While Boteler may be preserving his deer hunting, he's not giving the pigs a break. In fact, he and fellow club member T.J.Pennick have developed a special stalking technique that works well on wild hogs, especially around the 3 miles of levee that borders the Yazoo River on club property.

"Hogs don't see well, but they have a good sense of smell," said Boteler. "We start with the wind coming to us and work our way down the levee on an ATV. This way, we can see long distances down the levee, and when we spot hogs on one side of the levee, we visually mark the spot for reference and get out and stalk down the other side."

Using the technique, Boteler and Pennick make their way down the opposite side of the levee until they reach the reference point where they last saw the animals. Using shooting sticks, the two ease over the edge of the levee and pick out the hogs they want to shoot. Shots are typically made at less than 200 yards. The two hunters kill a lot of hogs this way.

"In the morning if I'm coming out of the woods on the levee side or if I'm going back to the stand in the evening, I'm stalking," said Boteler. "We might even make a stalking run during the middle of the day between hunts if somebody is really wanting to kill a hog."

For the most part, the big-game focus at Willow Break is on deer, but that ends with deer season in late January.

"Once deer season is over, we get pretty serious about removing hogs," said Boteler. "We bring in some hunters who own hog dogs, and we track them down using the dogs."

Hog hunting, both still hunting and with the use of dogs, is a way of life for Slade Priest. He manages Tatum Plantation in Centreville, southwest of Jackson. Priest typically offers his clients their choice of still or dog hunting, or a combination of both. Priest says it's pretty common to have a number of invitations to hunt hogs by deer clubs who are looking to get rids of the animals.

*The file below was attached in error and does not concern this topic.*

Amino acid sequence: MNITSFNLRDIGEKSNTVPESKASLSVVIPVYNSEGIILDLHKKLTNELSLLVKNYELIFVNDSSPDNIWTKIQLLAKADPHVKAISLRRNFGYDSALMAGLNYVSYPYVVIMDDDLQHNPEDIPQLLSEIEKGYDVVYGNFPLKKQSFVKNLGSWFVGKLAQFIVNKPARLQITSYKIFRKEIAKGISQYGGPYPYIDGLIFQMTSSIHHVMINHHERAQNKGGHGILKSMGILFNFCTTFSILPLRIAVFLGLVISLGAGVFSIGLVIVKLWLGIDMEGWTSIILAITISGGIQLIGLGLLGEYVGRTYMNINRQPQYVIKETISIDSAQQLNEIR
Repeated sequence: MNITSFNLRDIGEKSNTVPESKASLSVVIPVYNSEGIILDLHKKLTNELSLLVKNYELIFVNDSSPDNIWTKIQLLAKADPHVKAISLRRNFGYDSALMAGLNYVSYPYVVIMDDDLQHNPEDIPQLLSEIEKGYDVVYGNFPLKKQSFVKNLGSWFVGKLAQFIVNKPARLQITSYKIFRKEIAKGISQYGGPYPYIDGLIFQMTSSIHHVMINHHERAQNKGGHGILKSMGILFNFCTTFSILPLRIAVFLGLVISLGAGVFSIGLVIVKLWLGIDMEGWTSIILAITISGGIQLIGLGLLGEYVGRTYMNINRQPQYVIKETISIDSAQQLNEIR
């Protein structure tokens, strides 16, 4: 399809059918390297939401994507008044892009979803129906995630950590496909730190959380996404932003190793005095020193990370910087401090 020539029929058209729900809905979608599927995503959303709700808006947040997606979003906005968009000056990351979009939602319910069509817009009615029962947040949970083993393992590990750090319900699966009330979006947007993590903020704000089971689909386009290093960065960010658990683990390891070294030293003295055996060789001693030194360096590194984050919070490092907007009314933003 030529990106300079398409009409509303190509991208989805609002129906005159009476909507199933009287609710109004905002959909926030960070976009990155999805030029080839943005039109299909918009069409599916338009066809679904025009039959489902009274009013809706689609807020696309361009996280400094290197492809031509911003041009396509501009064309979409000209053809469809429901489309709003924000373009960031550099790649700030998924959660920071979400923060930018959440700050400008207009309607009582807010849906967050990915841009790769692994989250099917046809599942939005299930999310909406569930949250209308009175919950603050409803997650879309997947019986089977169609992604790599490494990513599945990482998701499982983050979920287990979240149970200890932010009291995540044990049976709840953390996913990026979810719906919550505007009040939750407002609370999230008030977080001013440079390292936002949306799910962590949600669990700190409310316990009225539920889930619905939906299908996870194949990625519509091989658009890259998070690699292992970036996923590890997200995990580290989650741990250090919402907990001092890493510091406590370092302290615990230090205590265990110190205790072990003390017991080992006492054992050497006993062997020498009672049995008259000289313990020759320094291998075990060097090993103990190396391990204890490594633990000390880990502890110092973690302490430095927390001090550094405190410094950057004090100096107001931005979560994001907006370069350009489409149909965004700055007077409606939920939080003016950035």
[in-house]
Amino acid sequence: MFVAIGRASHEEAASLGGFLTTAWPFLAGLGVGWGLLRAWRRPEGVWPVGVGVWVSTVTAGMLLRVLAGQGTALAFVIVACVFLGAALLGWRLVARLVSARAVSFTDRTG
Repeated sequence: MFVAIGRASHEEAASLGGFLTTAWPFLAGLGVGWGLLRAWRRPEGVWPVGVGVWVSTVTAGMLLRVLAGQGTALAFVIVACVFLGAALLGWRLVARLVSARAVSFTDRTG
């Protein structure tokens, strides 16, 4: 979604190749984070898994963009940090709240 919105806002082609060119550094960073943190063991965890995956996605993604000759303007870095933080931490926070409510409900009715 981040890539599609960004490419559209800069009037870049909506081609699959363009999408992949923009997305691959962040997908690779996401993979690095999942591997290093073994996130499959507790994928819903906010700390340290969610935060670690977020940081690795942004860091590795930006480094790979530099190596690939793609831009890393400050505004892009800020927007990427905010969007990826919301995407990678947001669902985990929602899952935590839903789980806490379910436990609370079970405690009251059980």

"We use a number of bay dogs for hog hunting," he said. "These include airedales, walkers, plot hounds and black-mouth curs. All of our dogs are outfitted with tracking collars that have GPS locators in them. On a new property or somewhere we haven't hunted before, we'll start out at daylight and try to find a fresh spot hogs last used before they went to bed."

Baying dogs are long-range dogs and may go as far as a mile or more from the original turn-out location, especially if they get on a hot trail. The GPS locators allow Priest and his parties to track the dogs from vehicles or ATVs. Once he determines that the dogs have a hog at bay, they will approach to within a couple hundred yards and turn the catch dog loose.

"All of our catch dogs are pit bulls," he said. "They are not made for long-range tracking, but they definitely run the show. When we get within reach of a bayed hog and turn the catch dog loose, there's a moment of silence when you can tell the pit is within sight of the hog. The bay dogs will quiet down because they know what's fixing to happen. Then the pig will start squealing, and it's on."

A catch dog's purpose is not to kill a hog but simply latch on and anchor the pig until the hunting party arrives. Priest said almost all of his dispatches are made with knives. The hunters will help pin the hog down, flip it over to get a clean view of the vitals and dispatch the hog by sticking him with a large hunting knife under the armpit and into the heart.

Feral hogs are known first for their ferocious teeth and second for having bony plates along each flank. Priest says the impenetrability of this plate is often way overstated.

"You can get a knife through that plate," he said. "It might be tougher on a really big boar, but the smaller ones are not that bad. When still hunting and using a firearm, that plate is no match for a high-caliber bullet, but we get through them with the knife too."

After the animal is dead, the bay dogs are rounded up and reset for another hunt. The pit, however, often has to be pried off the dead animal using a polycarbonate breaking stick to separate him from the hog. Video of this scenario can be seen on Priest's online television series "Trained Assassins."